It’s Lent again, and poor Catholics must be dreading their sacrifice of not eating meat, except seafood, on Fridays. It means they’re going to have to go to Olde Tyme Grocery at the end of each week and order up all the fried shrimp and oyster poboys. If that wasn’t penance enough, now Olde Tyme has introduced a fried crawfish poboy special to the mix. It’s got all the elements that make Olde Tyme poboys so insufferable: the chewy bread, gobs of mayo and ketchup and perfectly battered and fried seafood. Whole crawfish poboys sell for $8.95, only through Lent, a small price to pay for a religious experience. Call 235-8165 to order ahead, a good idea during the lunch stampede. — Nathan Stubbs
SOUP FOR YOU
When we say crawfish bisque here in Louisiana, it means a deep brown roux based soup, filled with crawfish tails and stuffed heads. So when a bowl of creamy corn and crawfish soup under the aegis “bisque” was served to diners, confusion ensued. Adding to the enigma, bisque, in French cooking lingo, does mean a creamy soup, so outsiders to the Cajun cooking nomenclature protested when they got a bowl of the brown stuff. Poor Boy’s Riverside Inn decided to settle the matter by dubbing its corn and crawfish dish with the generic title “soup.” Needless to say this bowl of hot liquid is neither generic nor broth; it’s a rich, spoon coating bowl of sweet corn soup chock-a-block with crawfish tails. Corn and crawfish soup comes as a cup, $6.95, a small bowl, $9.25, and a large bowl, $11.95. Both bowls come with a green salad. Call 837-4011 or check out the menu on Riverside’s Web site, www.poorboysriversideinn.com. — Mary Tutwiler
Can’t get enough crawfish now that the season, albeit slowly, has begun? While boiled crawfish are still tee-tiny and très cher, Charley G’s has come up with a crawfish dish that is delish and a great deal. Homemade tender ravioli stuffed with four cheeses — ricotta, mozzarella, provolone and parmesan — are topped with a calvados-laced cream sauce binding together slices of shiitake mushrooms and our local crawdad tails. While it’s listed on the appetizer menu, it’s a big rich dish, and accompanied by one of Charley G’s hearty salads would make a great meal and fall into the moderation category, my new mantra since the excess of Mardi Gras. Another treat, this time on the wine-by-the-glass list, is the King’s Estate Pinot Noir. Pinot Noir is a wonderful food wine; much lighter than the big cabs and zins, it won’t fill you up too much to enjoy your dinner. The King’s Estate is full of bright red fruit notes, especially fresh cherry, with just enough of an earthy undercurrent to give it some gravitas. Crawfish ravioli will set you back $12; call 981-0108 or go to the Web site at charleygs.com. — MT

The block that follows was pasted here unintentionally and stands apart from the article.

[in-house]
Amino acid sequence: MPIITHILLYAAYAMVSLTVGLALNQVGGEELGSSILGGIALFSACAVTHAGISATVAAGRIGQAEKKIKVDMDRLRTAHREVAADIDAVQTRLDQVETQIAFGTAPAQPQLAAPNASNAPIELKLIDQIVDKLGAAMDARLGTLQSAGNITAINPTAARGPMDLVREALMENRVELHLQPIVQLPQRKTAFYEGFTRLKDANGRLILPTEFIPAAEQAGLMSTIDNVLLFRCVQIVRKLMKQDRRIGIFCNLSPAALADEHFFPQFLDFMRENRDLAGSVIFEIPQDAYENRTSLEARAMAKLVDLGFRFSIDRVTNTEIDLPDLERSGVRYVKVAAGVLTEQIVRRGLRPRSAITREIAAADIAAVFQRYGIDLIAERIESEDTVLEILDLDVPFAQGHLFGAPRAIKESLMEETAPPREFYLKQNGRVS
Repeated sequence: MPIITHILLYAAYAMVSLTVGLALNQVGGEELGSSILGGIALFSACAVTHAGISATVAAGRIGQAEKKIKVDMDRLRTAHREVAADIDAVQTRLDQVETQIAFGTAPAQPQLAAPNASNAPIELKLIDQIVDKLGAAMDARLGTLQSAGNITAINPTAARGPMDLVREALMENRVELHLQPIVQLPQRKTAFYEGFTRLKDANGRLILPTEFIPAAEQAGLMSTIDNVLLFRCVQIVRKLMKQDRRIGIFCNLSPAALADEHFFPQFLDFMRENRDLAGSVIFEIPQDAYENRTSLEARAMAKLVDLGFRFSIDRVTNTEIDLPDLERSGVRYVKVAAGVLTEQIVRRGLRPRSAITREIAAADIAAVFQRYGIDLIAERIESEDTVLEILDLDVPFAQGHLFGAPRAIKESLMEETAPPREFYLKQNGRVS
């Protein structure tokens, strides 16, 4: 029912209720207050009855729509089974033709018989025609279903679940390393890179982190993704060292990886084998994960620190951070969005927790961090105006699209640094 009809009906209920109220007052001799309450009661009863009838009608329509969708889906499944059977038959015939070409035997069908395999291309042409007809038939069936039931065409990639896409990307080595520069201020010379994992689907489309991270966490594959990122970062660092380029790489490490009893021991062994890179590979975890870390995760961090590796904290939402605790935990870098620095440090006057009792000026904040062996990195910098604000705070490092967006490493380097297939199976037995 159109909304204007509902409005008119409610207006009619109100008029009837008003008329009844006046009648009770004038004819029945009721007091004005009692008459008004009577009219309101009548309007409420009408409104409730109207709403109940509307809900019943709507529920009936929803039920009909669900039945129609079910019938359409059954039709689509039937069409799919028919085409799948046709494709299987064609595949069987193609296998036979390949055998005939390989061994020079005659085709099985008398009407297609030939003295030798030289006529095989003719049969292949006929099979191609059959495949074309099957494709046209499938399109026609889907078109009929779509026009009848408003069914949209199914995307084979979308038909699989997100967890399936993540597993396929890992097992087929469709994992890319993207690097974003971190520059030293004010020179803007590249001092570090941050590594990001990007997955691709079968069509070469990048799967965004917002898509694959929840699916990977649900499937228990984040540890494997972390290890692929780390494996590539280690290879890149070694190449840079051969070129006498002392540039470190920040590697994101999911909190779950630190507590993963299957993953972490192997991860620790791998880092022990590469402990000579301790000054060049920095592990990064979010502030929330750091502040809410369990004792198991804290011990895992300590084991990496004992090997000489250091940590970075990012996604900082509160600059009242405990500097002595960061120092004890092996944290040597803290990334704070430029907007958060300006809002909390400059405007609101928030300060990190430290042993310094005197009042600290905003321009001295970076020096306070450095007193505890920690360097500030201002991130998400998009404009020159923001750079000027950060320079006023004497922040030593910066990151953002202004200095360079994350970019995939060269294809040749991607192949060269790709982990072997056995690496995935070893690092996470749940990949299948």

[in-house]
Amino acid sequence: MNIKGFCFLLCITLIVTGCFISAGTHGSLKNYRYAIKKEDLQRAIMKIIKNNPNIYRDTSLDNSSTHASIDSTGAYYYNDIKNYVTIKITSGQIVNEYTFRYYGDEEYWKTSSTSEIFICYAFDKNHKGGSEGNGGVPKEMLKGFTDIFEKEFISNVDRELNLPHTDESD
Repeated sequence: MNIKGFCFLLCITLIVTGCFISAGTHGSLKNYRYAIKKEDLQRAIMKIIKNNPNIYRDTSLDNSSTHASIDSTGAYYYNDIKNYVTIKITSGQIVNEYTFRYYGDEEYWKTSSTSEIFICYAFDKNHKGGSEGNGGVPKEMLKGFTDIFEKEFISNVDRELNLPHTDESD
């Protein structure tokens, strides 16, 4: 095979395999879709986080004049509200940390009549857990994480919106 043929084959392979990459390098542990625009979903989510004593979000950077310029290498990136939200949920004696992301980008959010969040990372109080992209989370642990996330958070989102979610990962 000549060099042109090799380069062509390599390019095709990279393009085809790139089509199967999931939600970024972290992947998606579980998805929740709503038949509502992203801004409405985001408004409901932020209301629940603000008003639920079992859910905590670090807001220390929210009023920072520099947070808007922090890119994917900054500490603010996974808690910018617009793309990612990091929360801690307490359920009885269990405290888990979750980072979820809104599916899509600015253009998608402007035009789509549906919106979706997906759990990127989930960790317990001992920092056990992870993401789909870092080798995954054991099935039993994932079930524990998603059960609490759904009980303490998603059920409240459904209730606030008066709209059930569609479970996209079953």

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A supporter of a lawsuit against the oil industry has been re-nominated to a seat on a south Louisiana flood control board despite opposition from Gov. Bobby Jindal.
City-Parish President Joey Durel is asking the council to sign off on a resolution approving a pair of deals that would lead to razing the seedy Lesspay Motel at Four Corners to build a new police substation as well as transforming nearly a block Downtown where the old federal courthouse building now molders into a mixed-use development.
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The nominating committee for the Southeast Louisiana Flood Protection Authority-East was set Thursday to nominate applicants for two people on the board whose terms have expired.
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Acadiana's nightlife guide.
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The House has passed a bill to increase oversight of veterans' hospitals under construction, following a report that some medical centers take three years longer to complete than estimated and cost an extra $366 million per project.
Michelle D. Lavergne, who worked for the Lafayette law office of L. Clayton Burgess for 13 years, faces up to 10 years in prison.
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Jeff Gremillion delivers a touching eulogy, capturing the essence of his longtime friend.